not true. This virus attacks the same people as every other influenza
virus – seniors and those with a compromised immune system. The
scariest basis for the order, is gone.
The plan originally was sold on the basis that a two week delay would
suffice, we’d have time to prepare for the surge of cases. Because the
whole thing depends on a surge of cases slamming our hospitals in a few
weeks. The Governor’s models confidently proved it would happen, we
were going to get slammed, it was only a matter of time. Except . . .
Dr. Fauci of the CDC now says he expects this to be similar to a bad flu
season, maybe 60,000 dead nationwide. And nobody else is seeing a
surge. If there’s no surge coming, then the entire basis for the order
Assuming the surge hits as planned in May, Governor Walz says we’ll need
3,000 ICU beds and we’re ready for that, but still not enough
ventilators or masks. No word on why that’s such a problem. If the My
Pillow guy can make masks, why can’t Minnesota figure out a way to
acquire them? Can’t we ask idled machine shops and metal workers and
backyard mechanics to cobble up machines? We only need a couple of
thousand more ventilators – how hard can it be? I’m guessing the
Governor means “FDA certified and approved” which, obviously, takes time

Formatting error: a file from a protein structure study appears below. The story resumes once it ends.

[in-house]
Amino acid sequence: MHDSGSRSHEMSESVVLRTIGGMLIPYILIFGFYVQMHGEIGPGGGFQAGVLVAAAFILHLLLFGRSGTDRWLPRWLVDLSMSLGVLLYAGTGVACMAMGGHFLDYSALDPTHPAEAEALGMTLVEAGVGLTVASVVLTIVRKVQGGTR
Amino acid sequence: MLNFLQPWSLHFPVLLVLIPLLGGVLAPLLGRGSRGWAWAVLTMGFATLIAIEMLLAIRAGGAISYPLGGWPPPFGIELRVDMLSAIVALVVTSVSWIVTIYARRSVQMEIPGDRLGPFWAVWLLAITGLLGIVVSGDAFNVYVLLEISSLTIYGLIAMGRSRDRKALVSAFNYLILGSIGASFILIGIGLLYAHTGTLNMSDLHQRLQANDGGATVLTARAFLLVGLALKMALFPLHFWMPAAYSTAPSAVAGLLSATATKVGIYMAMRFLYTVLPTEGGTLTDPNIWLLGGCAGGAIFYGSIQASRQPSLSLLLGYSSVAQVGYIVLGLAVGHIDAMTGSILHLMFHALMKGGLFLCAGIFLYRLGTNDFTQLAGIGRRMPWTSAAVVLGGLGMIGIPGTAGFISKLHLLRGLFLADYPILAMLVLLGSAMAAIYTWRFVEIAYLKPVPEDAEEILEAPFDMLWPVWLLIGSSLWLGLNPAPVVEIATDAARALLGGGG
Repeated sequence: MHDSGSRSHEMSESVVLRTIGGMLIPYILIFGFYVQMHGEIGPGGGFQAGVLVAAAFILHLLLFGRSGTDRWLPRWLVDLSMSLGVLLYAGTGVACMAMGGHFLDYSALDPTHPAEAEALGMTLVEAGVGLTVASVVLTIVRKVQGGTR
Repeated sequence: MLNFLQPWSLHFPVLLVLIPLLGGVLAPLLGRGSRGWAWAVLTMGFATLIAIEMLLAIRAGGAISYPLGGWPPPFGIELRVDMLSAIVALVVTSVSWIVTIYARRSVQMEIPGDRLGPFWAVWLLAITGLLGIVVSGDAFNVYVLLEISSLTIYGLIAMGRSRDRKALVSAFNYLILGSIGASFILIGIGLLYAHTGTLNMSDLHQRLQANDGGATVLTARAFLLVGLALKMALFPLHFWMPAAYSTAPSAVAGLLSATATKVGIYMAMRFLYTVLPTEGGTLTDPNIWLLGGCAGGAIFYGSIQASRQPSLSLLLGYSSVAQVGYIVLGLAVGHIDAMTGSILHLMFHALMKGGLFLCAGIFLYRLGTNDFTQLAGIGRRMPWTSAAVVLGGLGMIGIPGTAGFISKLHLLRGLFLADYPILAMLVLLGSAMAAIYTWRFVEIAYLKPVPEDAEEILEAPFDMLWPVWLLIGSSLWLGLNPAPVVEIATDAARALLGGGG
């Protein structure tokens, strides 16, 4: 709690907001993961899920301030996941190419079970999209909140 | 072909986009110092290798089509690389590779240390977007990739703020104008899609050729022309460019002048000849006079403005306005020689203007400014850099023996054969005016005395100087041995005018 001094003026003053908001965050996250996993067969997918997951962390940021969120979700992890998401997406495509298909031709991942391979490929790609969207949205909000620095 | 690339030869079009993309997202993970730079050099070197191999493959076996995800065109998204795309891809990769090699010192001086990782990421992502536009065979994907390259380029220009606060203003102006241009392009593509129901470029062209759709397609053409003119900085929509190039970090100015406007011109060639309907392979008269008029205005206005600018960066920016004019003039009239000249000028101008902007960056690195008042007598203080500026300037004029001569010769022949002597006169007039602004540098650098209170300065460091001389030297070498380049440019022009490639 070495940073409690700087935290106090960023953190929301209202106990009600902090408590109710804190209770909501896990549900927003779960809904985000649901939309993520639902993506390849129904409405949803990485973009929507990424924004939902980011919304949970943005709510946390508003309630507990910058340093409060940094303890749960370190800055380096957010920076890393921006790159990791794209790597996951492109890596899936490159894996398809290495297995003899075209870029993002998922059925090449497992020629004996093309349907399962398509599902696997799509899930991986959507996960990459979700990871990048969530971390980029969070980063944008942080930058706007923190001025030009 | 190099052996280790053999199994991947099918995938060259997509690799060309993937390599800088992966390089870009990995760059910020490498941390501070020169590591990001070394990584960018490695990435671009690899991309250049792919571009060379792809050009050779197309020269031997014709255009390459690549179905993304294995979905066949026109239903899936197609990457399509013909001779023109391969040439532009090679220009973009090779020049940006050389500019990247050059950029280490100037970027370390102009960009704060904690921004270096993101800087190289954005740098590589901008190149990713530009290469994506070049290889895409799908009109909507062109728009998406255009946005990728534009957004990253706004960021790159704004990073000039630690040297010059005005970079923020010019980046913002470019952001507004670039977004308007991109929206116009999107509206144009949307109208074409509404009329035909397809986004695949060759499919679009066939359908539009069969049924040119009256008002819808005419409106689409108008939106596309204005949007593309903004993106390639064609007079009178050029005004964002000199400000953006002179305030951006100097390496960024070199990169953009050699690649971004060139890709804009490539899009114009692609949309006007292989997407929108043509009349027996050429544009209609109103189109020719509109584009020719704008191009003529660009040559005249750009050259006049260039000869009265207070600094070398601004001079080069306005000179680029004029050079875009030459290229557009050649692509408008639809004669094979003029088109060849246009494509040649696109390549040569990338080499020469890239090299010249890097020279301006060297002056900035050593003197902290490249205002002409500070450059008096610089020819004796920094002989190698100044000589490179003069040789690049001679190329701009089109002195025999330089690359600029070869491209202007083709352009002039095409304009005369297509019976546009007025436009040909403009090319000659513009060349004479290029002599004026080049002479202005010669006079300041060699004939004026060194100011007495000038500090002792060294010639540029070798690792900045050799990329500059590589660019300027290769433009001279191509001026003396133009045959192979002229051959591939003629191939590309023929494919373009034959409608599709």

and raises the cost. How many patients would say, “Oh, no, don’t treat
me wearing that un-certified mask, leave me to die.” Can’t we by-pass
the certification process for this world-ending emergency?
The plan was sold on the basis that we’d be saving lives. The math
doesn’t work for me. Assuming the best numbers, if 18,000 will need ICU
beds but we only have 3,000, then when the surge hits we’re still short
thousands of ICU beds so all of those people are going to die. By my
math, the Stay Home saves 2,765 lives (the difference between 235 ICU
beds before and 3,000 ICU beds after). And who are those people? Based
on experience to date, they’re nursing home patients with preexisting
conditions who are going to die soon, anyway.
The cost of providing this end-of-life care is incredible. 375,000
Minnesotans have applied for unemployment. Our unemployment rate is
over 11%. And those are only the people who qualify. Small business
owners, restaurant owners, landlords, independent contractors,
commissioned sales – they don’t get unemployment. The Governor says
that with Minnesota’s generous unemployment benefits coupled with the
federal $600, many people actually will make as much or more then they
did before. I’ll believe that when I see it.
Point is, we’re shutting down the entire state for months, costing
millions, destroying wealth and lives and careers, turning citizens
against each other, betting a surge is coming and that we’ll be able to
buy a short end-of-life extension for a few thousand old folks. That
might be a wise public policy trade-off, or it might not. But it’s
something that ought to be debated in public, with the costs and
benefits weighed, not decided unilaterally and continued indefinitely.
I call on the Legislature to hold public hearings on whether to continue
the state of emergency, or to end it.
When Norway – as top-down communitarian a state as there is, which had a hard, sharp attack of Covid and a sharper reaction to seeing Italy and Spain’s agony, and closed down hard (and suffered more deaths than Minnesota, so far, with a similar population) – is moving to lift its lockdown now, even given their immense savings and the ability it gives them to ride out crises, that should tell us something.